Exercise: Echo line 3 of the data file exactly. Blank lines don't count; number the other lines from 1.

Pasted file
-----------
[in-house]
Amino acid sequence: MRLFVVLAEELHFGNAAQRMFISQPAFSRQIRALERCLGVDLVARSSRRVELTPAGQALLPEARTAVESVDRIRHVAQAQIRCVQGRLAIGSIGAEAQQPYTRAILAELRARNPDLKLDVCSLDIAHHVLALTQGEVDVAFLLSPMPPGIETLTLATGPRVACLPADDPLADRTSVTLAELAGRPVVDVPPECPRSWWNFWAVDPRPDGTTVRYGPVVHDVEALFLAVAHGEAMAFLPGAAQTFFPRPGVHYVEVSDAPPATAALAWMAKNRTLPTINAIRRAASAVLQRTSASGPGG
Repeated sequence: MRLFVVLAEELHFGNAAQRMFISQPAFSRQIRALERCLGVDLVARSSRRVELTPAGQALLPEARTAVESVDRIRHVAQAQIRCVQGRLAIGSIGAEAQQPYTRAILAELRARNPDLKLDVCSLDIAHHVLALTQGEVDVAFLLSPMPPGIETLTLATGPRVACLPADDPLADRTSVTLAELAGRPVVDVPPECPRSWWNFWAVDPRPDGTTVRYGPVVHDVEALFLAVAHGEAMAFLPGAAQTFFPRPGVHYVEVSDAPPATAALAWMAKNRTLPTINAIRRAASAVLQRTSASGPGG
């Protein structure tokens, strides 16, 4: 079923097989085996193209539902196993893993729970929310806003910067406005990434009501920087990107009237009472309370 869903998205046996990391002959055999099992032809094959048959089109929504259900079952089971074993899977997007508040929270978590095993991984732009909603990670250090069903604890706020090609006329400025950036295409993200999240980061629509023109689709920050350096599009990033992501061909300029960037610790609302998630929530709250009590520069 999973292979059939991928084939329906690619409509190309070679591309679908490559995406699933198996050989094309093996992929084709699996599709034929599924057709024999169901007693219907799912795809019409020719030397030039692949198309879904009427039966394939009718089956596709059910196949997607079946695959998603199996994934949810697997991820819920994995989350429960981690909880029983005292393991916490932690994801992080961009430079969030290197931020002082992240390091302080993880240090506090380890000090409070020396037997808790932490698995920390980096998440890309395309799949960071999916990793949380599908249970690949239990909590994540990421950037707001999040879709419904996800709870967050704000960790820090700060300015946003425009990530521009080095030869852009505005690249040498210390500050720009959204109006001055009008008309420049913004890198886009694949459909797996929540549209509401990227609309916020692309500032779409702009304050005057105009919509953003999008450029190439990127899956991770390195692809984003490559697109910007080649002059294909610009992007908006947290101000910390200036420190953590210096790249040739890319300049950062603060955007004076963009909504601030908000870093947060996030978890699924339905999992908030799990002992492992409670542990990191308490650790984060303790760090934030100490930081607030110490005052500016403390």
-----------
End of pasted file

Repeated sequence: MRLFVVLAEELHFGNAAQRMFISQPAFSRQIRALERCLGVDLVARSSRRVELTPAGQALLPEARTAVESVDRIRHVAQAQIRCVQGRLAIGSIGAEAQQPYTRAILAELRARNPDLKLDVCSLDIAHHVLALTQGEVDVAFLLSPMPPGIETLTLATGPRVACLPADDPLADRTSVTLAELAGRPVVDVPPECPRSWWNFWAVDPRPDGTTVRYGPVVHDVEALFLAVAHGEAMAFLPGAAQTFFPRPGVHYVEVSDAPPATAALAWMAKNRTLPTINAIRRAASAVLQRTSASGPGG